Charleston

One thing that being six hours away from my usual time zone has done is disrupt my accustomed television news watching habits, so I have not seen as much coverage of the horrific mass murder at Mother Emanuel Church as I would have, but I feel compelled to offer some thoughts about it.

First, I continue to send my thoughts and prayers out for the loved ones of those who were killed and for Mother Emanuel.  Their prayerful response in the face of such unspeakable loss has been amazing. I also love that other faith communities and the people of Charleston have been so supportive and have encircled them with love and assistance.

I was heartened to see so many stories about the lives of the wonderful people who were killed. Those who attend weekday services or study groups tend to be the core of the faith community, as you see exemplified here – ministers, long-time volunteers and staff, multi-generational church families.  In hearing the stories of the nine lives lost, my mind goes to the members at the heart of faith communities that I have known. The loss to Mother Emanuel is profound, yet they act with profound grace.

I have also appreciated seeing so much about the history of Emanuel African Methodist Episcopal Church, the oldest AME church in the south which has already overcome numerous horrors inflicted on it by racism.

One point of controversy in the media seems to be what to call the shootings. Mass murder – definitely. It also is clear that the gunman was motivated by racism against African-Americans. In most states, it would be classified as a hate crime, but South Carolina has no such category in their statutes. I think a case can also be made for calling it domestic terrorism, as it was designed to make black people fearful for their safety. Some people seem to think that this should be named as only one thing, but I don’t have a problem with calling it a mass murder, a racist hate crime, and domestic terrorism. All those labels seem to fit.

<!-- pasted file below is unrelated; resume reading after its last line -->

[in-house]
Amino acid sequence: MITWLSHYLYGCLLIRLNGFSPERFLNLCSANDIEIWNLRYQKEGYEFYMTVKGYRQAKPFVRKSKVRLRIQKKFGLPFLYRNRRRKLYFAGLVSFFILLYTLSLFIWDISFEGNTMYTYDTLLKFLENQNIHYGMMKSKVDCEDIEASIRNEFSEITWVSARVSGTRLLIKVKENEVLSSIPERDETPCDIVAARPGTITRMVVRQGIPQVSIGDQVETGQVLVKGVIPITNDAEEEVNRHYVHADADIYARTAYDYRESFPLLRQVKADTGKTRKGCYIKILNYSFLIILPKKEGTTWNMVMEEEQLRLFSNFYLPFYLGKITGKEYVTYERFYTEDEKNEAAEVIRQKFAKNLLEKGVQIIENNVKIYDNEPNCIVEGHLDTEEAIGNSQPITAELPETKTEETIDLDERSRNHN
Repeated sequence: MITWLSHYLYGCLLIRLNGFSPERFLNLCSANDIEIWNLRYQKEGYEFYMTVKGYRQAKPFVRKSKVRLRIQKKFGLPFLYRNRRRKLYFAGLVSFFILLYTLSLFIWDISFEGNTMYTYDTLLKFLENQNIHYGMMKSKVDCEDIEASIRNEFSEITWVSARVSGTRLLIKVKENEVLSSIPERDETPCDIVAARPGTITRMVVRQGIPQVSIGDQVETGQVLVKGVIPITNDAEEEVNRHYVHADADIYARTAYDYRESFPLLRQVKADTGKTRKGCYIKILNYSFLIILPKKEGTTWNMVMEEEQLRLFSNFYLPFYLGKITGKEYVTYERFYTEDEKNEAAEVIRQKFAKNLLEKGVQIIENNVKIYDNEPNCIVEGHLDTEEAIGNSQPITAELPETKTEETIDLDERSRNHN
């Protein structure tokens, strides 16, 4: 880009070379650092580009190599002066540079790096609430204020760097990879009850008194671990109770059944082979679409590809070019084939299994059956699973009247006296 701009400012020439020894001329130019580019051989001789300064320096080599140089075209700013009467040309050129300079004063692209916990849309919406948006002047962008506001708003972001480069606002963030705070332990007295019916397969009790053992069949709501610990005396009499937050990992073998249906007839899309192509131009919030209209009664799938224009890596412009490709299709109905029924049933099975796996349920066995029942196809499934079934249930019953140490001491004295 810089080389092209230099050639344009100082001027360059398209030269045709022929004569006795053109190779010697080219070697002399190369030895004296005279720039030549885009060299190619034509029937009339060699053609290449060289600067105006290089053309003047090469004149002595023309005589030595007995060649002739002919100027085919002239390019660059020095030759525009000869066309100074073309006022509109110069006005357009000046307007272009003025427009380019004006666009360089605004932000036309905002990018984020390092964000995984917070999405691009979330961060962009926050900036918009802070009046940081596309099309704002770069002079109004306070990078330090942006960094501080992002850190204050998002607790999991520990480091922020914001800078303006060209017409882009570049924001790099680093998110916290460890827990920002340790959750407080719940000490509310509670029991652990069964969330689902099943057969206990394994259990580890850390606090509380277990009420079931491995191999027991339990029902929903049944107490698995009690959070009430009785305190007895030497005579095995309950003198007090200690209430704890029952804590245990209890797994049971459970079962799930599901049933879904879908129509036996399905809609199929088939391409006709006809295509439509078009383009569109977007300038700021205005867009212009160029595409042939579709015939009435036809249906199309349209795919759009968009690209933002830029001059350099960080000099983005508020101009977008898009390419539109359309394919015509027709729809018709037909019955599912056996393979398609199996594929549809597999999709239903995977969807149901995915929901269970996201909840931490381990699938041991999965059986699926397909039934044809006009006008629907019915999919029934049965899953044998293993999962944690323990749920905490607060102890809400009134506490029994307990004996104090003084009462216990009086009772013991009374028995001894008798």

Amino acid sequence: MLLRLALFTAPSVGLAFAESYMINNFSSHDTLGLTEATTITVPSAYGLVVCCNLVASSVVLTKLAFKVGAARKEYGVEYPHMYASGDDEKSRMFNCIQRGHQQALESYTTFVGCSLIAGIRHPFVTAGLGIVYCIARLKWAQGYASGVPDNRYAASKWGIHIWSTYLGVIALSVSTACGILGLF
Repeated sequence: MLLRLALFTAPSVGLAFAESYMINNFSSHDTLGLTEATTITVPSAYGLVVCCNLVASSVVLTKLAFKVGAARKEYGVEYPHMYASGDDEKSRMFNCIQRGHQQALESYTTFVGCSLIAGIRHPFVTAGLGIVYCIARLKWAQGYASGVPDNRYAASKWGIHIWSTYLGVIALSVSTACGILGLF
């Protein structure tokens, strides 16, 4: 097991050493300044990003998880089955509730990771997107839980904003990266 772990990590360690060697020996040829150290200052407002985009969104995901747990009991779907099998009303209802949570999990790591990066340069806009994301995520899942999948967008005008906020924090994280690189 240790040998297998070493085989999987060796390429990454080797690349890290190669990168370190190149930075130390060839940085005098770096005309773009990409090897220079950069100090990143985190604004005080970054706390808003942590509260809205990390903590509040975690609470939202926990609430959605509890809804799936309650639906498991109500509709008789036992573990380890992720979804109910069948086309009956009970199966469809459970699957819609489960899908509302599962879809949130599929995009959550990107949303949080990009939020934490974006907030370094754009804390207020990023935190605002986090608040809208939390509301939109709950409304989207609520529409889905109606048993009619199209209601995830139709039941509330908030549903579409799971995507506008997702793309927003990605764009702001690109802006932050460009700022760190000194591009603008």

The label that does not fit is anti-Christian. The gunman did not kill these people at a Bible study because they were Christian, only because they were black. He traveled by many other Christian churches to get to Mother Emanuel. Because it is a storied black congregation, which, due to its long history of standing for justice, is accustomed to welcoming those of all races and nationalities, he was welcomed to participate in the service and Bible study. Reportedly, their exemplary Christian behavior almost convinced the young man to spare their lives; that he did still follow through on his plan to kill them makes the crime even more incomprehensible to me.

The other point of controversy is the Confederate battle flag which flies on the grounds of the South Carolina State Capitol where Rev. Pinckney, who was also a state senator, lay in state. While there will be a vote to remove it permanently, the legislature did not have time to vote on Governor Haley’s proposal to remove it before his coffin was brought to the statehouse. There has, however, been a great deal of movement against selling and displaying the Confederate battle flag in the last week with several major retailers removing the flag and apparel featuring it from their stores and websites. The flag has been used to intimidate black Americans for decades and I hope that it will now finally fade from view.

I wish I could say that this mass murder would finally spur the US Congress to enact better gun control laws in the United States, but they have failed to act after so many others that I doubt this additional massacre will motivate them.  No other developed country is so dangerous – or so heavily armed. Those two things go together.

Author: Joanne Corey

Please come visit my eclectic blog, Top of JC's Mind. You can never be sure what you'll find!

2 thoughts on “Charleston”

  1. I admire the honesty and clarity with which you express your thoughts. It feels like there may be some good that will come from this horrible tragedy. It already has, in the responses of those from Mother Emanuel.

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    1. I agree. I am in awe of those who are showing love and forgiveness in the face of violence and racism and draw hope from those who are lending support and voicing their opposition to oppression and hatred.

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